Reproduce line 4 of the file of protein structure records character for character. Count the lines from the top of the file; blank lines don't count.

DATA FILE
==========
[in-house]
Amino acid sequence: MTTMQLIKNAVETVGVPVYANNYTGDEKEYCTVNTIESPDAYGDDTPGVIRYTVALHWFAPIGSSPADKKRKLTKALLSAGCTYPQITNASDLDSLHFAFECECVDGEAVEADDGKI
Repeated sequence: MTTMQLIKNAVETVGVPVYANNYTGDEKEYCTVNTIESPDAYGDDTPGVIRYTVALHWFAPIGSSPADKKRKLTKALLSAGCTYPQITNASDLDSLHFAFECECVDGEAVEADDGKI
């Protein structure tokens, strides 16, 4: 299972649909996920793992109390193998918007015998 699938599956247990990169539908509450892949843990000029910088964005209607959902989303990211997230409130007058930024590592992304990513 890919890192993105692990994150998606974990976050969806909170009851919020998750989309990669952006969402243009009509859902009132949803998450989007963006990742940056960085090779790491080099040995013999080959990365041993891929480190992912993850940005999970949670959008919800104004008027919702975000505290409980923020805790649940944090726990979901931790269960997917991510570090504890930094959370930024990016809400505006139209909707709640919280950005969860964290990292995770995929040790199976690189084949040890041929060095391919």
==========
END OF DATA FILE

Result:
């Protein structure tokens, strides 16, 4: 299972649909996920793992109390193998918007015998 699938599956247990990169539908509450892949843990000029910088964005209607959902989303990211997230409130007058930024590592992304990513 890919890192993105692990994150998606974990976050969806909170009851919020998750989309990669952006969402243009009509859902009132949803998450989007963006990742940056960085090779790491080099040995013999080959990365041993891929480190992912993850940005999970949670959008919800104004008027919702975000505290409980923020805790649940944090726990979901931790269960997917991510570090504890930094959370930024990016809400505006139209909707709640919280950005969860964290990292995770995929040790199976690189084949040890041929060095391919």